In the late nineteenth-century, as the British attempted to add Afghanistan to their vast empire, a teenage girl armed only with her voice rallied her people to a famous victory against the imperial invaders. Or so the story goes. As the warriors of her tribe fled the battlefield in defeat during the Second Anglo-Afghan War, she climbed to the top of a mountain and proclaimed, “It is better to live like a lion for one day than as a slave for one hundred years.” Hearing her cry, the soldiers turned around and drove the British back, but the girl was killed in the process.
Her name was Malala.
The legendary story of Malala of Maiwand, for whom Nobel Laureate Malala Yousafzai is named, opens He Named Me Malala, a new documentary about the teenage girl who stood up to the Taliban. It chronicles her years under Taliban rule in northwestern Pakistan, her life today in England, and how she came to live halfway across the world—and win a Nobel Peace Prize. After speaking out in support of women’s education and blogging about life under the regime for the BBC, Malala was shot in the head by a Taliban fighter in 2012. She survived the attack, though the left side of her face remains paralyzed.
This first segment is brought to life in a soft, painterly animation that provides historical context for Malala and seeks to mythologize her along the lines of her predecessor. With such an opening, He Named Me Malala promises an innovative look into the life of a teenager who won the 2014 Nobel Peace Prize and whose face graces a thousand book covers and news segments. But the use of animation throughout the film to fill in the gaps of Malala’s story is sadly the most interesting thing about this toothless, PR-driven documentary.
It may seem strange that a documentary featuring the Taliban would have little to say about conflict, but He Named Me Malala suffers from a lack of dramatic tension throughout. It sticks to Malala’s message, showing her various speeches calling for women’s education, her visit to Nigerian villages in the aftermath of Boko Haram’s kidnapping of schoolgirls in 2014, and other press events. Much of the time it feels like a feature-length advertisement, so much so that I was surprised there was no hotline to call to donate to her cause when the lights went up.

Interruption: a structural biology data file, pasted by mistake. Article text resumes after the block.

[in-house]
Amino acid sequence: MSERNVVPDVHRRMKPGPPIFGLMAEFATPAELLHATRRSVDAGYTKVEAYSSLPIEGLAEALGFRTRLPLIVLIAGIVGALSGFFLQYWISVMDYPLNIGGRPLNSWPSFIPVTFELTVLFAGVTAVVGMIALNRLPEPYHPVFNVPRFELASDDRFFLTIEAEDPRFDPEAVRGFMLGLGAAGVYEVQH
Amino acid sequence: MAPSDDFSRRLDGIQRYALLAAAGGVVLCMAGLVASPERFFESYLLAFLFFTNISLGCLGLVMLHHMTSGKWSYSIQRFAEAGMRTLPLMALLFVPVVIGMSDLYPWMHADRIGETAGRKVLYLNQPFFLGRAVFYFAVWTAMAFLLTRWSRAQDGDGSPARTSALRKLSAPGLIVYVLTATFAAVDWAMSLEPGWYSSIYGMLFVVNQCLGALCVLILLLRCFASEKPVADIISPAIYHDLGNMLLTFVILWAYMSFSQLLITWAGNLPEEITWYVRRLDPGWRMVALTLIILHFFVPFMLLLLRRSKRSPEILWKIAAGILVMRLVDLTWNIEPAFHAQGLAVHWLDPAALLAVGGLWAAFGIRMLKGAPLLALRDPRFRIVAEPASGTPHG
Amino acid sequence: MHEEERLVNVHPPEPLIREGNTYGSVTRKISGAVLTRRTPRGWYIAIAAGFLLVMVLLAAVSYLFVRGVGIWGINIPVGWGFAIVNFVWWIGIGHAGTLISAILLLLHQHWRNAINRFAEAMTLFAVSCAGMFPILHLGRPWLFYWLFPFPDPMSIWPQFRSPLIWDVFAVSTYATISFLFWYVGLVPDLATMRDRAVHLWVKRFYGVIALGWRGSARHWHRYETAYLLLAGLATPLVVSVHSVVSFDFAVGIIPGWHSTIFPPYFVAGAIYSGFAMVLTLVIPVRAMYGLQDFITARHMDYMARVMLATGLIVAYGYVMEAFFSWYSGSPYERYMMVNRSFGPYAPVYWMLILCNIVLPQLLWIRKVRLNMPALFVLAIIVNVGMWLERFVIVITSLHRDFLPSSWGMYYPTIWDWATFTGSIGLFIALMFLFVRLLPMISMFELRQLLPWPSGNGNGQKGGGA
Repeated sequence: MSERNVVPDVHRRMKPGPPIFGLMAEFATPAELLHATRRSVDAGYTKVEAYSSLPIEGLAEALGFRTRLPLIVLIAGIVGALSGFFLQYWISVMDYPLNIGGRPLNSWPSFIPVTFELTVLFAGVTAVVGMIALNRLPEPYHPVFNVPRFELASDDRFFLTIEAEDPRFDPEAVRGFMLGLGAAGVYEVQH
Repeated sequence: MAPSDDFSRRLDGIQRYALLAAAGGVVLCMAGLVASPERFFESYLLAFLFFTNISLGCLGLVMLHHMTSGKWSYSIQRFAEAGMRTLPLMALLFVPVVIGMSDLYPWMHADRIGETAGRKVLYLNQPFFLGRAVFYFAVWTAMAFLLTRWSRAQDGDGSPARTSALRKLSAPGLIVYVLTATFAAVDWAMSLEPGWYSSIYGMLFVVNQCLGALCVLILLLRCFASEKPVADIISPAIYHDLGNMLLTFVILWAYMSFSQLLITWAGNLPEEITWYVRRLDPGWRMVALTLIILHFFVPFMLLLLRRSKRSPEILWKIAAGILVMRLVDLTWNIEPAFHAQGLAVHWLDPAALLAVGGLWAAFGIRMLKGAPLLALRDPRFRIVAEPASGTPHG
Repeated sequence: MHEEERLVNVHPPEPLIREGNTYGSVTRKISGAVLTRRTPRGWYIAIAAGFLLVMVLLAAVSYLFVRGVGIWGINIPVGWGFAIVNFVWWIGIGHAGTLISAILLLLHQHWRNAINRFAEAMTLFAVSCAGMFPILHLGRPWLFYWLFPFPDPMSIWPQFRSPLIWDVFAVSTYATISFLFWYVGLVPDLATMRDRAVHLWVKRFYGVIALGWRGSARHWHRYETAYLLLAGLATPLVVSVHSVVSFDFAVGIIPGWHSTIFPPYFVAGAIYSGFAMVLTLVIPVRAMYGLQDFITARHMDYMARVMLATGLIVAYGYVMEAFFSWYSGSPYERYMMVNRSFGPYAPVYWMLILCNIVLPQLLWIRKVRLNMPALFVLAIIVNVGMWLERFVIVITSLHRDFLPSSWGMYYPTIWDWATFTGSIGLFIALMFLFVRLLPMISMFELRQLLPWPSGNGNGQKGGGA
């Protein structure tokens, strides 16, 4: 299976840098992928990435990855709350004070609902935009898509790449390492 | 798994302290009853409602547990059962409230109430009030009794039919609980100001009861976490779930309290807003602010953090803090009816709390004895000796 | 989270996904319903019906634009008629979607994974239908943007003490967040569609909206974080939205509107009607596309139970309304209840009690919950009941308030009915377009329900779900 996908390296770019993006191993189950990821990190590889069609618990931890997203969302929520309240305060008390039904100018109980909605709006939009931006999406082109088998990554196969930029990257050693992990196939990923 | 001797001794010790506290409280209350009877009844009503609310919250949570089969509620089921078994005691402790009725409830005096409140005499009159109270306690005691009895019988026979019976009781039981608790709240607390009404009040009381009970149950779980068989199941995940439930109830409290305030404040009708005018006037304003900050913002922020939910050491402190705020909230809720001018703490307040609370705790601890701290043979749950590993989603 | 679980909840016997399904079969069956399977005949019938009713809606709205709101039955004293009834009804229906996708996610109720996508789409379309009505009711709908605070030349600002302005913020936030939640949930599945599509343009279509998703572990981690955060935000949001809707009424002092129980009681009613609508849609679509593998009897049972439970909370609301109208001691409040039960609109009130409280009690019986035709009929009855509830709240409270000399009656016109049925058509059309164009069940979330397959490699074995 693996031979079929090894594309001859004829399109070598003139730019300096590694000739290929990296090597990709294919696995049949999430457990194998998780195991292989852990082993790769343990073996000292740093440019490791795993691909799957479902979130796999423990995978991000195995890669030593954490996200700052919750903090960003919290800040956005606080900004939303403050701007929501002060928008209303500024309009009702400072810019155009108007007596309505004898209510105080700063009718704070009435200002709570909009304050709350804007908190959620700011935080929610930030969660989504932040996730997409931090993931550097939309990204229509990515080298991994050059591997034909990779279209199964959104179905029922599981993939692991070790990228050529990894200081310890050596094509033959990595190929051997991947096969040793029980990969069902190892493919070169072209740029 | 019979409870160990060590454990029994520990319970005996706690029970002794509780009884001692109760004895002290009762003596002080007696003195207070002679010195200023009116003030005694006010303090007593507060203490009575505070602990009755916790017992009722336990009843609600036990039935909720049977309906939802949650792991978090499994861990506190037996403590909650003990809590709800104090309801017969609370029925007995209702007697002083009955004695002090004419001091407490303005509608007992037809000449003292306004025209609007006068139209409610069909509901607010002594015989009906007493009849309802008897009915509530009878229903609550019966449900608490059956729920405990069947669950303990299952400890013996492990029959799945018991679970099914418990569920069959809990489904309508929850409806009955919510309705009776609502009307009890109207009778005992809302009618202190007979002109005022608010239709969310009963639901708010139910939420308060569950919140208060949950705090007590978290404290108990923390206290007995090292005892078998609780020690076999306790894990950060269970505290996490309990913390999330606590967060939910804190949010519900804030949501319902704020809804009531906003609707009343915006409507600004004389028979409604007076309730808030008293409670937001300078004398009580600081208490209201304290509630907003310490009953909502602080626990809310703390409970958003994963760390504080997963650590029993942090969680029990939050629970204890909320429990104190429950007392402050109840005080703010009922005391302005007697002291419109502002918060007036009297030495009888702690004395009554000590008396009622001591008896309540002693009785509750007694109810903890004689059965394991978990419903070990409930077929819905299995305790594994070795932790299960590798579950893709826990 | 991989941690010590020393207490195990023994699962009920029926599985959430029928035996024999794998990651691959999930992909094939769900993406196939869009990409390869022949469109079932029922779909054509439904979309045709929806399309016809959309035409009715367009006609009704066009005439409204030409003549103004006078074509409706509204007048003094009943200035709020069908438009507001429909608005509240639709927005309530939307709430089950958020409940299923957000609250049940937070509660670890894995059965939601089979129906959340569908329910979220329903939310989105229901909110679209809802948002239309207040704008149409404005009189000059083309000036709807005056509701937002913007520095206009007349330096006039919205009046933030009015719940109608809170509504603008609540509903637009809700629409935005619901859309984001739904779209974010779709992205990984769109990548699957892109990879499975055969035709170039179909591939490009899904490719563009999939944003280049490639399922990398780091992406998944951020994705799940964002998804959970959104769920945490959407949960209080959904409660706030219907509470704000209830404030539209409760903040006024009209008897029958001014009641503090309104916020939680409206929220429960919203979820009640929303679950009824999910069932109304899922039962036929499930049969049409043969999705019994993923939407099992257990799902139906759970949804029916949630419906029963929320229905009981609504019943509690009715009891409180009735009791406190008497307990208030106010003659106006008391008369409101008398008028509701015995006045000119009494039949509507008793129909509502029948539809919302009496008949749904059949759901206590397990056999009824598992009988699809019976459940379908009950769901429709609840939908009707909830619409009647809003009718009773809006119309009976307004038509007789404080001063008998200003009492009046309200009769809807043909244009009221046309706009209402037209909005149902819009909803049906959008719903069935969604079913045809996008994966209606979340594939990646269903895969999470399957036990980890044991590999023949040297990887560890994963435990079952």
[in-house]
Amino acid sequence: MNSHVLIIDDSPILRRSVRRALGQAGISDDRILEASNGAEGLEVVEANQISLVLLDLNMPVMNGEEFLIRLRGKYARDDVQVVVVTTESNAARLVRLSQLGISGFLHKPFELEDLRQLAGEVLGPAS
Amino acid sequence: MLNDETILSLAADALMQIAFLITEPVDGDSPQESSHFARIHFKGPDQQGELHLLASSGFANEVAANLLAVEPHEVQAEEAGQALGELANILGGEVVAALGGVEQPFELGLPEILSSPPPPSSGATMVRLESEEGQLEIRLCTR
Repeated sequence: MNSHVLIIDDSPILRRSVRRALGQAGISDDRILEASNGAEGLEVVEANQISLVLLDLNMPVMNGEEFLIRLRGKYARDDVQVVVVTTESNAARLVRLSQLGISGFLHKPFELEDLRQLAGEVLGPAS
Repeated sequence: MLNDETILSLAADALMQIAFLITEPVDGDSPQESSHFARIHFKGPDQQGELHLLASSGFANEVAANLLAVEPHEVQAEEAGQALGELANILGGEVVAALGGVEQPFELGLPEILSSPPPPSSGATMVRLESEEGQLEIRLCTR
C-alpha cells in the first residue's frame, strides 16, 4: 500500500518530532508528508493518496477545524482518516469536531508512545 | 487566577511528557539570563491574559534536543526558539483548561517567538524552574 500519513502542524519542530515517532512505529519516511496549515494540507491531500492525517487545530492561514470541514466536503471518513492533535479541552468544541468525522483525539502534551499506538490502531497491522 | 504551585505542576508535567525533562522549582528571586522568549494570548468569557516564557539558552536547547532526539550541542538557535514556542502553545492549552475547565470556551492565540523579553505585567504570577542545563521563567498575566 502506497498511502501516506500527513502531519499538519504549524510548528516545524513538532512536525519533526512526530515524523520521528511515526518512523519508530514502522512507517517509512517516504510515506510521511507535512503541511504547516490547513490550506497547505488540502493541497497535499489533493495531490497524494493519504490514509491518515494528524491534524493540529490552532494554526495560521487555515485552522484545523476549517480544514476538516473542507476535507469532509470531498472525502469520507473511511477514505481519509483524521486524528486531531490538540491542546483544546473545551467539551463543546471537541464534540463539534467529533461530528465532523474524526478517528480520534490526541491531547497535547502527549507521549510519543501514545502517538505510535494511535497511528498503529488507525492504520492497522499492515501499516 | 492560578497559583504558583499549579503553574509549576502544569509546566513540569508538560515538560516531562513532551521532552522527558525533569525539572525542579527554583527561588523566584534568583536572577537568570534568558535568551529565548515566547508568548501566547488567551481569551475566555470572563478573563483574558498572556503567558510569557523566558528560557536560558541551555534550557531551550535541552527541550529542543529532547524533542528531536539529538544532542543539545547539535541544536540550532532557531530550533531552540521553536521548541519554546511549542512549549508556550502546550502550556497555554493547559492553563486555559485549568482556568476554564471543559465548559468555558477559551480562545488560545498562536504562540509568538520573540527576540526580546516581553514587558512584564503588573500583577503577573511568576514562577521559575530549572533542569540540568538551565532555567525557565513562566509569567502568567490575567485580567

The one source of dramatic tension, sadly left unexplored, is that of the relationship between Malala and her father, Ziauddin Yousafzai, the “He” in the film’s title. An outspoken teacher in Pakistan, Ziauddin has clearly been a dominant figure in his daughter’s life, and he freely admits that he named his daughter after a legendary martyr in hopes that she would achieve a similar status. Critics, shown briefly in the movie, have accused Malala of being only a mouthpiece, a media-friendly puppet acting under the orders of her calculating, power-hungry father. Ziauddin himself claims that he did nothing more than give his daughter freedom, encouraging her to pursue her education. Malala also weighs in on the issue, but the documentary, which heavily features Ziauddin, leaves the question open. Whether it was fate or not, we’re left with a slight distaste for a man who has acted mostly through his daughter.
Other promising lines of inquiry also go unexamined: Just who is Malala Yousafzai? What is it like to be a teenage Nobel Laureate, the object of media frenzy normally reserved for A-list celebrities? What is it like to be the most famous refugee in the West, adjusting to the customs of a new life in England? The documentary hints at these tensions: Malala jets off to far-flung countries to advocate for girls’ education—at the cost of falling behind on her own homework; she feels awkward and out of place in her English high school; she Googles attractive tennis players—Federer is a favorite—but giggles and refuses to answer when asked whether she would ever ask a boy out. These moments, as well as shots of Malala at home with her brothers, tease at the bigger questions but ultimately shy away from them, making He Named Me Malala a wasted opportunity.